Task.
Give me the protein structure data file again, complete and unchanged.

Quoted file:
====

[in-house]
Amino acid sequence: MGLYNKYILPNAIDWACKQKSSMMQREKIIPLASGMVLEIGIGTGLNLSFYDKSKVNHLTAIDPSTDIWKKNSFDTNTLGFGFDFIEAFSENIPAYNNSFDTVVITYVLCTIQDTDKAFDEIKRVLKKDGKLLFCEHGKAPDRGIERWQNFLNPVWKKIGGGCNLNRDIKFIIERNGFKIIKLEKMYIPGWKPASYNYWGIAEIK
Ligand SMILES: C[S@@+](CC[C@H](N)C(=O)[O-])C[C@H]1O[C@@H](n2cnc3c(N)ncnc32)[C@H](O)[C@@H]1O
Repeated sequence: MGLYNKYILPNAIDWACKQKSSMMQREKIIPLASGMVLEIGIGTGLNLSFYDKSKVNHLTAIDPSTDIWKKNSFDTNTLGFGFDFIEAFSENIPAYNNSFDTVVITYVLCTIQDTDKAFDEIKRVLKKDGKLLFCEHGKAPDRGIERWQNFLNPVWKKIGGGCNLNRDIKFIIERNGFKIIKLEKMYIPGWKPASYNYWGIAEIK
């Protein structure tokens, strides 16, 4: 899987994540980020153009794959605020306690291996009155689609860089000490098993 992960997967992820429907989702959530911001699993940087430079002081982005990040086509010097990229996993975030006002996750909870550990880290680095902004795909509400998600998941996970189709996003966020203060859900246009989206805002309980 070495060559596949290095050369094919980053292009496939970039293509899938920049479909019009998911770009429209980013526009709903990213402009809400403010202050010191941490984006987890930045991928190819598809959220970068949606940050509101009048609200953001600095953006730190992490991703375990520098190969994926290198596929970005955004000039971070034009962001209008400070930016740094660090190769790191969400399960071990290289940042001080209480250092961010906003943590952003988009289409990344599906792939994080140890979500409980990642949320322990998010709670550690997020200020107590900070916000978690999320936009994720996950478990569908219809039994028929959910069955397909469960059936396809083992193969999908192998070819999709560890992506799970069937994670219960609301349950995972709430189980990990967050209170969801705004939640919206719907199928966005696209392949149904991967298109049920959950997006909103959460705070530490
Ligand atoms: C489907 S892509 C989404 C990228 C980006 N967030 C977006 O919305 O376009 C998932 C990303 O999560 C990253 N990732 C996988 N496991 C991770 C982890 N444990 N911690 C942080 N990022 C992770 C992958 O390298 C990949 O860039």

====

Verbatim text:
[in-house]
Amino acid sequence: MGLYNKYILPNAIDWACKQKSSMMQREKIIPLASGMVLEIGIGTGLNLSFYDKSKVNHLTAIDPSTDIWKKNSFDTNTLGFGFDFIEAFSENIPAYNNSFDTVVITYVLCTIQDTDKAFDEIKRVLKKDGKLLFCEHGKAPDRGIERWQNFLNPVWKKIGGGCNLNRDIKFIIERNGFKIIKLEKMYIPGWKPASYNYWGIAEIK
Ligand SMILES: C[S@@+](CC[C@H](N)C(=O)[O-])C[C@H]1O[C@@H](n2cnc3c(N)ncnc32)[C@H](O)[C@@H]1O
Repeated sequence: MGLYNKYILPNAIDWACKQKSSMMQREKIIPLASGMVLEIGIGTGLNLSFYDKSKVNHLTAIDPSTDIWKKNSFDTNTLGFGFDFIEAFSENIPAYNNSFDTVVITYVLCTIQDTDKAFDEIKRVLKKDGKLLFCEHGKAPDRGIERWQNFLNPVWKKIGGGCNLNRDIKFIIERNGFKIIKLEKMYIPGWKPASYNYWGIAEIK
């Protein structure tokens, strides 16, 4: 899987994540980020153009794959605020306690291996009155689609860089000490098993 992960997967992820429907989702959530911001699993940087430079002081982005990040086509010097990229996993975030006002996750909870550990880290680095902004795909509400998600998941996970189709996003966020203060859900246009989206805002309980 070495060559596949290095050369094919980053292009496939970039293509899938920049479909019009998911770009429209980013526009709903990213402009809400403010202050010191941490984006987890930045991928190819598809959220970068949606940050509101009048609200953001600095953006730190992490991703375990520098190969994926290198596929970005955004000039971070034009962001209008400070930016740094660090190769790191969400399960071990290289940042001080209480250092961010906003943590952003988009289409990344599906792939994080140890979500409980990642949320322990998010709670550690997020200020107590900070916000978690999320936009994720996950478990569908219809039994028929959910069955397909469960059936396809083992193969999908192998070819999709560890992506799970069937994670219960609301349950995972709430189980990990967050209170969801705004939640919206719907199928966005696209392949149904991967298109049920959950997006909103959460705070530490
Ligand atoms: C489907 S892509 C989404 C990228 C980006 N967030 C977006 O919305 O376009 C998932 C990303 O999560 C990253 N990732 C996988 N496991 C991770 C982890 N444990 N911690 C942080 N990022 C992770 C992958 O390298 C990949 O860039």